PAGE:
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    Syrian volunteers and their relatives wave the national flag and portraits of President Bashar al-Assad as they celebrate at the end of a paramilitary training conducted by the Syrian army in al-Qtaifeh, 50 kms north of the capital Damascus on February 22, 2016

    Forget Assad! This is Washington's New Focus in the Middle East

    © AFP 2019 / LOUAI BESHARA
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    The US leadership seems to have finally made a U-turn on its Syrian strategy. John Kerry's visit to Moscow and the Pentagon's increased activity on the ground in Iraq indicate that Washington is not greatly concerned with the fate of Syrian President Bashar al-Assad, but has instead focused on defeating Daesh.

    For nearly five years since street protests in Syria transformed into a bloody foreign-sponsored insurgency the Obama administration insisted that al-Assad was the problem and had to step down. 

    "There was a time when what we talked about within the US was the Assad regime. We are not talking about the Assad regime anymore. That is, I don't want to say inconsequential, but it is secondary," former CIA officer Jack Rice told RT.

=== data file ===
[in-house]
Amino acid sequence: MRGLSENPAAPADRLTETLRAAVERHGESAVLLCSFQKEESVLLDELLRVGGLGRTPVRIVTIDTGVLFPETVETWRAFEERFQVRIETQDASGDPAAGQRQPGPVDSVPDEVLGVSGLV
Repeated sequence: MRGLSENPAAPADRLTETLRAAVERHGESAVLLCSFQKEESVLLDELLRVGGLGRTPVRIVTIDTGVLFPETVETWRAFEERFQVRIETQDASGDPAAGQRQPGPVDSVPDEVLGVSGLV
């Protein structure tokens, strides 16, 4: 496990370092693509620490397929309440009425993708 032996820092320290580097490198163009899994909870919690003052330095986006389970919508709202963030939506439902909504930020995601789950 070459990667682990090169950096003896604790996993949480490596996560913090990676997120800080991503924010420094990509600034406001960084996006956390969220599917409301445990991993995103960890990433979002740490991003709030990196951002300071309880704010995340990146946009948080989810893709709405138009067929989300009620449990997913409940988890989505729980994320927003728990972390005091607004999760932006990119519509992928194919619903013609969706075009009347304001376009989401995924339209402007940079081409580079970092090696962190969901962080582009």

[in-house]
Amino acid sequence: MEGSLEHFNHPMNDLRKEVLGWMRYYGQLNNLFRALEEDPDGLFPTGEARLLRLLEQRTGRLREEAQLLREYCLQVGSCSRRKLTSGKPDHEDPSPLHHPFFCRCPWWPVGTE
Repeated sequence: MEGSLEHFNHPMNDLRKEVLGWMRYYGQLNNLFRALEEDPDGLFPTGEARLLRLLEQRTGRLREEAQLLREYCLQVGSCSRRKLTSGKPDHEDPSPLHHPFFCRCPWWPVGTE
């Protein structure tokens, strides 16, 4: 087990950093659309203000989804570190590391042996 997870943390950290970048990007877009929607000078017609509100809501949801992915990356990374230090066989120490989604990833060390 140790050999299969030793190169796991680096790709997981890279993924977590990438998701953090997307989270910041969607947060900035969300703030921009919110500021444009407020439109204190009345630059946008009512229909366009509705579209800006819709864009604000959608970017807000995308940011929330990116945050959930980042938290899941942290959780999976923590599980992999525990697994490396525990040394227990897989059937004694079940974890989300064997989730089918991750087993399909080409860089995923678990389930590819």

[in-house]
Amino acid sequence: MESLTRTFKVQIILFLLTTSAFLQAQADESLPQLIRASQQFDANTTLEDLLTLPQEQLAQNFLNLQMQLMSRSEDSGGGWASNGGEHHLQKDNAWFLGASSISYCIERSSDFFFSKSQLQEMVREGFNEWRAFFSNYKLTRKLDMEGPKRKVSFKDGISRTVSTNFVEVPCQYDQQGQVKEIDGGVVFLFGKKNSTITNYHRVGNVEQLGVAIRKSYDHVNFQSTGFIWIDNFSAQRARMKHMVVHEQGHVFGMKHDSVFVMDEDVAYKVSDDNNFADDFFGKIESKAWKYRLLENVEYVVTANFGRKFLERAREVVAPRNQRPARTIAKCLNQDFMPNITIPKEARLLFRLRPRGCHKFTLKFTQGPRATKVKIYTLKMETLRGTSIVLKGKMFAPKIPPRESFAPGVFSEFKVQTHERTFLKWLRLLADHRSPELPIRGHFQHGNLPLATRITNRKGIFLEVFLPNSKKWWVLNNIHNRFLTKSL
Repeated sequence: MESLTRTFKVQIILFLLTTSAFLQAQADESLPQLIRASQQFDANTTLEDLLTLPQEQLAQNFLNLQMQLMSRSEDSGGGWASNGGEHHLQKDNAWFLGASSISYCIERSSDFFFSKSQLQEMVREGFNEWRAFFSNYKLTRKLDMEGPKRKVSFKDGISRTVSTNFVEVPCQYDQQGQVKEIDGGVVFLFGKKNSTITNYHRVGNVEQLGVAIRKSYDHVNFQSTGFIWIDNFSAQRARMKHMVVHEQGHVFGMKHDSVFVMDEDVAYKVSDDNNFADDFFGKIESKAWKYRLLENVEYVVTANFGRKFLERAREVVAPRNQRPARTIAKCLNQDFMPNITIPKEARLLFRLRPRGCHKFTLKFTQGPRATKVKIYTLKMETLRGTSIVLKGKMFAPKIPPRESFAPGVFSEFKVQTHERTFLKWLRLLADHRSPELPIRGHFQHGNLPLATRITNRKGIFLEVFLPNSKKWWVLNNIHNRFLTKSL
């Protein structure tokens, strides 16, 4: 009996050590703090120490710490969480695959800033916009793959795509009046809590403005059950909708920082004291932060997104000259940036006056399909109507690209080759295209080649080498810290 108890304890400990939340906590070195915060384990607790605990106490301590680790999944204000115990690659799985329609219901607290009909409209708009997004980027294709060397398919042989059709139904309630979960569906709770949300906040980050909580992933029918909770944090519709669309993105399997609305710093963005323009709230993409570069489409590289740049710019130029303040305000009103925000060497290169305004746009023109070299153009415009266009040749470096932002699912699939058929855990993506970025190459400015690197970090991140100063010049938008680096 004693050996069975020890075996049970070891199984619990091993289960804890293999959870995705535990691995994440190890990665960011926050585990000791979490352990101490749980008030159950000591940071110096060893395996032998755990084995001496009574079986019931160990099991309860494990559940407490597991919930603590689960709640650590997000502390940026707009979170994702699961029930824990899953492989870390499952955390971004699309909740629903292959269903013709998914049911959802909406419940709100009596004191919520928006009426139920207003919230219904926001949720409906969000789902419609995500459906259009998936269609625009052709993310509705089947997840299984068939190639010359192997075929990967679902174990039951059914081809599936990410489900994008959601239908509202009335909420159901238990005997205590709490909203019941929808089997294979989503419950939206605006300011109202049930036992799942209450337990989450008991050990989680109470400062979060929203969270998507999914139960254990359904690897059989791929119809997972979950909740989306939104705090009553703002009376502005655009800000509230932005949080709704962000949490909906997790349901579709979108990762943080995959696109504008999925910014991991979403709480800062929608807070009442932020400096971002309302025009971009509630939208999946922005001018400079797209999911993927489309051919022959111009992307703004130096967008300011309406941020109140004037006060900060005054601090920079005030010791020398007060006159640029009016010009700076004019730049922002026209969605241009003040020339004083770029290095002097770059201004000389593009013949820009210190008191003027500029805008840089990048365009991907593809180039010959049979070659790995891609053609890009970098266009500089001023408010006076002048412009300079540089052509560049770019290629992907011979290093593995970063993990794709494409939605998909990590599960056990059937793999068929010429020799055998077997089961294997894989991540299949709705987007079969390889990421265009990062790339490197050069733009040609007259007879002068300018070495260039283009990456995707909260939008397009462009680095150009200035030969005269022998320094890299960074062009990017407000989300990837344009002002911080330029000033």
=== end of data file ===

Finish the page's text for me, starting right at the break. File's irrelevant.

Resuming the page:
US soldiers monitor as they train Iraq's 72nd Brigade in a live-fire exercise in Basmaya base, southeast of the Iraqi capital, Baghdad, on January 27, 2016
    © AFP 2019 / AHMAD AL-RUBAYE
    US soldiers monitor as they train Iraq's 72nd Brigade in a live-fire exercise in Basmaya base, southeast of the Iraqi capital, Baghdad, on January 27, 2016

    Washington is currently focusing its foreign policy efforts in the region on tackling the most brutal, resilient and organized terrorist group the worldhas seen. Last week, the Pentagon said that US Marines will join approximately 3,600 US soldiers already deployed to Iraq to help local forces deal with Daesh.

    "At the end of the day, what we have found is that it's the focus now, and the willingness of the US to step up alongside the Europeans, to some degree, but more importantly alongside the Iraqis and the Kurds – is something the US seems to be willing to do now, and they are willing to do it with some gusto," Rice observed.

    The UN-sponsored peace process, endorsed by Russia and the US, offers indirect proof of Washington's shifting agenda. The resolution that paved the way for the Syrian ceasefire and the peace talks made no mention of al-Assad's fate.

    The parties taking part in the Geneva negotiations will also refrain from mentioning al-Assad in the declaration, according to the draft document that Sputnik saw. The text, prepared by UN Special Envoy for Syria Staffan de Mistura and submitted to the negotiating sides for approval, neither calls on the Syrian president to resign, nor prevents him from taking part in the upcoming elections.


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    Syrian conflict, Daesh, Bashar al-Assad, Syria, Iraq, United States
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